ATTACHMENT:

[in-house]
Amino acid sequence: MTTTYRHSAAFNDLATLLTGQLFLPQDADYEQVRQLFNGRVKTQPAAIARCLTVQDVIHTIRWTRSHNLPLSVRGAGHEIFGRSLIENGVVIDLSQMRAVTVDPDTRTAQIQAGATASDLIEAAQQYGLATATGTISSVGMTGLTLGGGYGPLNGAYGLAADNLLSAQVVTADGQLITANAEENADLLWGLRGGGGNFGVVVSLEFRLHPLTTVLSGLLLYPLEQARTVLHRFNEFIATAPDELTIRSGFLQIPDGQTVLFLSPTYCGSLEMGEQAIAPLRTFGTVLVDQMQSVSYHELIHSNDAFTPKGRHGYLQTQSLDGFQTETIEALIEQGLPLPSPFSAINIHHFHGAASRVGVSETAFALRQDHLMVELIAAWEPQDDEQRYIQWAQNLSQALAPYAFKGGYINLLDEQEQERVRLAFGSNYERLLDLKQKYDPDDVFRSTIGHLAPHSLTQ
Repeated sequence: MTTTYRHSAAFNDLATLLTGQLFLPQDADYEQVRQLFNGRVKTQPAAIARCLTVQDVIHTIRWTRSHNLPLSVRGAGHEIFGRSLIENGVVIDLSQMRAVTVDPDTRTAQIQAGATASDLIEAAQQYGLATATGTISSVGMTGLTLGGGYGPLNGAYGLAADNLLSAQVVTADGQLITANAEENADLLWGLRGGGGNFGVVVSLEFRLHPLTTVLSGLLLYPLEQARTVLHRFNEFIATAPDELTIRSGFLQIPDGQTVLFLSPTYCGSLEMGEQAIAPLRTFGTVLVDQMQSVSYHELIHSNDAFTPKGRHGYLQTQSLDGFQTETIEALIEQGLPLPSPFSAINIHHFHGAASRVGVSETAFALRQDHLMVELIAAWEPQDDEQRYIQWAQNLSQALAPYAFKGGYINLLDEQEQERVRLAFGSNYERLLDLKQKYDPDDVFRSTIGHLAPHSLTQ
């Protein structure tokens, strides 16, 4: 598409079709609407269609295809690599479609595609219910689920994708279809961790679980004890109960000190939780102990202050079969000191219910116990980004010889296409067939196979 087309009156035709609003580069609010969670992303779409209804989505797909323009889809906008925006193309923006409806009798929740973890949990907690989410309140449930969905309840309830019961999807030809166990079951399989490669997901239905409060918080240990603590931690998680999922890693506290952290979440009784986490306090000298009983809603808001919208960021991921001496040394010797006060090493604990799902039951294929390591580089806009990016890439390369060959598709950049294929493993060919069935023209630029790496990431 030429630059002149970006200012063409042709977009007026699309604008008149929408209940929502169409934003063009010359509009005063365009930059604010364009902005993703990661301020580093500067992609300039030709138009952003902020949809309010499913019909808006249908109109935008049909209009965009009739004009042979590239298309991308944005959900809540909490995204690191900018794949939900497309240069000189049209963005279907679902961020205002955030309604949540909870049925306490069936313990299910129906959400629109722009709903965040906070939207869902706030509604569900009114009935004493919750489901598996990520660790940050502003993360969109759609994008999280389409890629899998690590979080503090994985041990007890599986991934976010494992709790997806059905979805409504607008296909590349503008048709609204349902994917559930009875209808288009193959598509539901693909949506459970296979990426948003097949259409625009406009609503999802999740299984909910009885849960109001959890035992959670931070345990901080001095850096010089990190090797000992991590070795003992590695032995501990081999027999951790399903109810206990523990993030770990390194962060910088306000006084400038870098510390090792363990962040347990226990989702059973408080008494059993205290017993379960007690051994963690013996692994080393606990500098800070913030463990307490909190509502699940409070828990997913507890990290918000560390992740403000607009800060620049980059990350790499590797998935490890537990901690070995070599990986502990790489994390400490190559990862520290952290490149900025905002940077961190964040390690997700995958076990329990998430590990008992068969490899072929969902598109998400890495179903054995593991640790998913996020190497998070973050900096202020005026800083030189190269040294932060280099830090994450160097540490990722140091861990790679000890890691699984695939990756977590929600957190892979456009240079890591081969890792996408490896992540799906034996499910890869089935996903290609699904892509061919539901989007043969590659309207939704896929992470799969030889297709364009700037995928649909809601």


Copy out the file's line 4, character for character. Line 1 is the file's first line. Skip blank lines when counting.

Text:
């Protein structure tokens, strides 16, 4: 598409079709609407269609295809690599479609595609219910689920994708279809961790679980004890109960000190939780102990202050079969000191219910116990980004010889296409067939196979 087309009156035709609003580069609010969670992303779409209804989505797909323009889809906008925006193309923006409806009798929740973890949990907690989410309140449930969905309840309830019961999807030809166990079951399989490669997901239905409060918080240990603590931690998680999922890693506290952290979440009784986490306090000298009983809603808001919208960021991921001496040394010797006060090493604990799902039951294929390591580089806009990016890439390369060959598709950049294929493993060919069935023209630029790496990431 030429630059002149970006200012063409042709977009007026699309604008008149929408209940929502169409934003063009010359509009005063365009930059604010364009902005993703990661301020580093500067992609300039030709138009952003902020949809309010499913019909808006249908109109935008049909209009965009009739004009042979590239298309991308944005959900809540909490995204690191900018794949939900497309240069000189049209963005279907679902961020205002955030309604949540909870049925306490069936313990299910129906959400629109722009709903965040906070939207869902706030509604569900009114009935004493919750489901598996990520660790940050502003993360969109759609994008999280389409890629899998690590979080503090994985041990007890599986991934976010494992709790997806059905979805409504607008296909590349503008048709609204349902994917559930009875209808288009193959598509539901693909949506459970296979990426948003097949259409625009406009609503999802999740299984909910009885849960109001959890035992959670931070345990901080001095850096010089990190090797000992991590070795003992590695032995501990081999027999951790399903109810206990523990993030770990390194962060910088306000006084400038870098510390090792363990962040347990226990989702059973408080008494059993205290017993379960007690051994963690013996692994080393606990500098800070913030463990307490909190509502699940409070828990997913507890990290918000560390992740403000607009800060620049980059990350790499590797998935490890537990901690070995070599990986502990790489994390400490190559990862520290952290490149900025905002940077961190964040390690997700995958076990329990998430590990008992068969490899072929969902598109998400890495179903054995593991640790998913996020190497998070973050900096202020005026800083030189190269040294932060280099830090994450160097540490990722140091861990790679000890890691699984695939990756977590929600957190892979456009240079890591081969890792996408490896992540799906034996499910890869089935996903290609699904892509061919539901989007043969590659309207939704896929992470799969030889297709364009700037995928649909809601």